From Ohio History Central
Frisch's Menu Cover circa 1955. Photograph courtesy of Frisch's Archives copyright Frisch's Restaurants, Inc. 2008, with Karen Maier's approval.
In 1923, upon his father's death, David Frisch began to operate his father's restaurant in Cincinnati, Ohio. He continued to do so for the next nine years, before he sold the business to two of his brothers. That same year, Frisch decided to open a new restaurant in Oakley, Ohio, and six years later, he began a second restaurant in Norwood, Ohio, directly across the street from his father's old establishment. Unfortunately for Frisch, he went bankrupt that same year due to the expenses of operating two restaurants.
In 1939, Frisch, having learned from his earlier experiences, was back in the restaurant business, managing a restaurant in Fairfax, Ohio, known as the Mainliner. This establishment was the Cincinnati area's first drive-in eatery and eventually became the first Frisch's Big Boy restaurant. In 1944, Frisch, with financial backing from Fred Cornuelle, opened a second restaurant.
In 1947, Frisch formally established Big Boy restaurants. The previous year, he had met a man named Bob Wian while on a trip to Los Angeles, California. From Wian, Frisch learned about stacking two hamburger patties together. Thus, the Big-Boy hamburger was invented. Frisch's first Big Boy Restaurant was located in Cincinnati, but he eventually opened, per an agreement with Wian, eateries in Kentucky, Indiana, and Florida as well. This first restaurant, a drive-in, had room for eight customers inside and sixty cars outside. Frisch eventually franchised out 170 separate restaurants. Despite his success, he continued to bus tables during the lunch hour at one of his restaurants. Frisch believed that this allowed him to stay in touch with his customers. It also helped him realize which products his customers liked and disliked, allowing the restaurateur to make changes to the menu.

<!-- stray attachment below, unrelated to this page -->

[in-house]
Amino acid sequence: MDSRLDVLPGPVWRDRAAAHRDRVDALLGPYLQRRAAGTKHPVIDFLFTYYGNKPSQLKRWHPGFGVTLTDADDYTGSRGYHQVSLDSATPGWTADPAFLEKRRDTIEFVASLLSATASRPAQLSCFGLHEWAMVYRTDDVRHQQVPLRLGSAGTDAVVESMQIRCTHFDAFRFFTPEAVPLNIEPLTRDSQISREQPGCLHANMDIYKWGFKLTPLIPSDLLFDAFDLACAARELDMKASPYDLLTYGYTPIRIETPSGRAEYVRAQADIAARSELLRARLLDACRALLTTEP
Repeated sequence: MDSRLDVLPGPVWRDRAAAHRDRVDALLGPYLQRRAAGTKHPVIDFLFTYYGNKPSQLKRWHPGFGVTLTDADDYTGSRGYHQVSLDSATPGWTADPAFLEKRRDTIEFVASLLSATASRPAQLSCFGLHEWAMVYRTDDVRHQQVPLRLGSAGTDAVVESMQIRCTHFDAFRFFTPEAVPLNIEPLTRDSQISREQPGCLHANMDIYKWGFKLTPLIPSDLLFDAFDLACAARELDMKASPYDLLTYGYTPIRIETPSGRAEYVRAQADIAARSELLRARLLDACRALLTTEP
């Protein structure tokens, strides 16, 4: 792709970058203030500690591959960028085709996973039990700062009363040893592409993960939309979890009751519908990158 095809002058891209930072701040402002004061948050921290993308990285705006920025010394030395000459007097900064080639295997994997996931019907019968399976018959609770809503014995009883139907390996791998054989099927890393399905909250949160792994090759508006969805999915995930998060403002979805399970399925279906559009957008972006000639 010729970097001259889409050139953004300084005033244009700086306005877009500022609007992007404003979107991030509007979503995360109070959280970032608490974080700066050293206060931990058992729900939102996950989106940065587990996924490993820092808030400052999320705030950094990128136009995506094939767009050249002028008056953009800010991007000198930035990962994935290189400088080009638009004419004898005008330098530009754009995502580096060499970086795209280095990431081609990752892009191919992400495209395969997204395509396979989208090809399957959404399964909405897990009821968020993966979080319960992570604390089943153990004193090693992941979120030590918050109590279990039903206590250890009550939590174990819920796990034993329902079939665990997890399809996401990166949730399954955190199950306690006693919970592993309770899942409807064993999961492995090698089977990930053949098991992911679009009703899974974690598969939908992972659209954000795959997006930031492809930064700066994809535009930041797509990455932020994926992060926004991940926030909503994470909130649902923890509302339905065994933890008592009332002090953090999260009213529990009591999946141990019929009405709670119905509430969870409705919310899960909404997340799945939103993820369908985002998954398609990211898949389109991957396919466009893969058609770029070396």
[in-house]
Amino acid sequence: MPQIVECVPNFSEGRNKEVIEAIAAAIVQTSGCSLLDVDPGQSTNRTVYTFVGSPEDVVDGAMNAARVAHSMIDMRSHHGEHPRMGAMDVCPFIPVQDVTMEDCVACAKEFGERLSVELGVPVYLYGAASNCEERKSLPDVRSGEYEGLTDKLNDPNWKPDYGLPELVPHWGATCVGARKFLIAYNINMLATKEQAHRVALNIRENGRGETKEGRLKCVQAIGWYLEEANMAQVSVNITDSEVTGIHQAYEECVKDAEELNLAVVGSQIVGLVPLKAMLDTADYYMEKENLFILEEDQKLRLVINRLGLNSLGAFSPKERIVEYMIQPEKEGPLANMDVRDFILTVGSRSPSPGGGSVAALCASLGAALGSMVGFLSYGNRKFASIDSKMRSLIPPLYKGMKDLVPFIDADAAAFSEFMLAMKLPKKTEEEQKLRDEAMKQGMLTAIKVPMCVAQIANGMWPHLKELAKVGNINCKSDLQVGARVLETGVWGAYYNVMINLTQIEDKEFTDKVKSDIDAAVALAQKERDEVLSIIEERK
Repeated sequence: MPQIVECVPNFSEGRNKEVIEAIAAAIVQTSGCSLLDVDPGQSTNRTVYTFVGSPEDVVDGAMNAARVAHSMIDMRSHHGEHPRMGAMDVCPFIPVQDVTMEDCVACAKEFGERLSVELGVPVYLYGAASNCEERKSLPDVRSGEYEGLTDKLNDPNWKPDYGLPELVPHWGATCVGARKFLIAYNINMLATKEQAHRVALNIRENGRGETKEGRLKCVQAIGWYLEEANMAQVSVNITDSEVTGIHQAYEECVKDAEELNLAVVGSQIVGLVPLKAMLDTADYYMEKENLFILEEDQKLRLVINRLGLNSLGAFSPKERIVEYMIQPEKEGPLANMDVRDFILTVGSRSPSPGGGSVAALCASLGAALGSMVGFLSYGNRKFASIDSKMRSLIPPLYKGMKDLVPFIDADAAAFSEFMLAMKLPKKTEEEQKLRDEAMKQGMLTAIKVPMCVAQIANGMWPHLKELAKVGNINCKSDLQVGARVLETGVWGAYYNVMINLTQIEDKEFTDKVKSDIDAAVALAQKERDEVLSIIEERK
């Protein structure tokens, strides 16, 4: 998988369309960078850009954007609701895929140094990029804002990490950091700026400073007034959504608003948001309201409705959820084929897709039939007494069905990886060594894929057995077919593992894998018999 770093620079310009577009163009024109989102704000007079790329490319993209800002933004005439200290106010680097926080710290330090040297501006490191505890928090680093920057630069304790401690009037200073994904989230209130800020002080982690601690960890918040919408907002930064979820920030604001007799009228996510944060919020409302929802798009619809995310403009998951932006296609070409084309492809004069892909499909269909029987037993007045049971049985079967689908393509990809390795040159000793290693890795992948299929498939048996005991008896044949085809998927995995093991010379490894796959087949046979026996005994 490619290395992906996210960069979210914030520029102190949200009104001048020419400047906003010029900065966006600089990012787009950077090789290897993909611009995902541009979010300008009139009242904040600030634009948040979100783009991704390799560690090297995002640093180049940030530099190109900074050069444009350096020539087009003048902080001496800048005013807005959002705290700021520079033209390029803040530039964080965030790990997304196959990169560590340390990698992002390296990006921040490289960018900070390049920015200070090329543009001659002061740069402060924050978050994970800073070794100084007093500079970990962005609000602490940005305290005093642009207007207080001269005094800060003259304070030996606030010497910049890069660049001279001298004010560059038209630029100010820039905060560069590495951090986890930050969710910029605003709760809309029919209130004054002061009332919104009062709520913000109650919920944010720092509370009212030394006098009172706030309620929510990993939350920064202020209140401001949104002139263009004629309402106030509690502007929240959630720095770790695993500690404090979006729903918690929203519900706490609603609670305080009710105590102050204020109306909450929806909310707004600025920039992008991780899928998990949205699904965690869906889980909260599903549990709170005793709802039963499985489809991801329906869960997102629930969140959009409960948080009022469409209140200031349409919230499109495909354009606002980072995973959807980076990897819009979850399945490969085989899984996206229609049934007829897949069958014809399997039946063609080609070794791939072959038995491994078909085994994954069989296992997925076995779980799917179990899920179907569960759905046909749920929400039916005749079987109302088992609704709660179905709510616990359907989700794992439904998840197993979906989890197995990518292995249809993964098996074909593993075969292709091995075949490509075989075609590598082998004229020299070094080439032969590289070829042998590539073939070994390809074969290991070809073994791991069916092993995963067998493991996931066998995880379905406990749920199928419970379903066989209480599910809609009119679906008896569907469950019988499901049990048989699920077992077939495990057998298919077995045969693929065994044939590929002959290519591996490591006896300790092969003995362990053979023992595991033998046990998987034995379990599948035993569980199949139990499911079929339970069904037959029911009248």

In 1970, David Frisch died, and Frisch's Big Boy's company president became Jack Maier, Frisch's son-in-law, who had his start with Frisch's Big Boy as a carhop in 1947. Under Maier's leadership, the restaurant chain introduced fruit and salad bars, as well as a breakfast buffet. Maier remained president until 1989, when his son, Craig Maier, assumed control of the company. In 2003, Frisch's Big Boy consisted of 120 restaurants. All of these establishments were located in Ohio, Indiana, or Kentucky.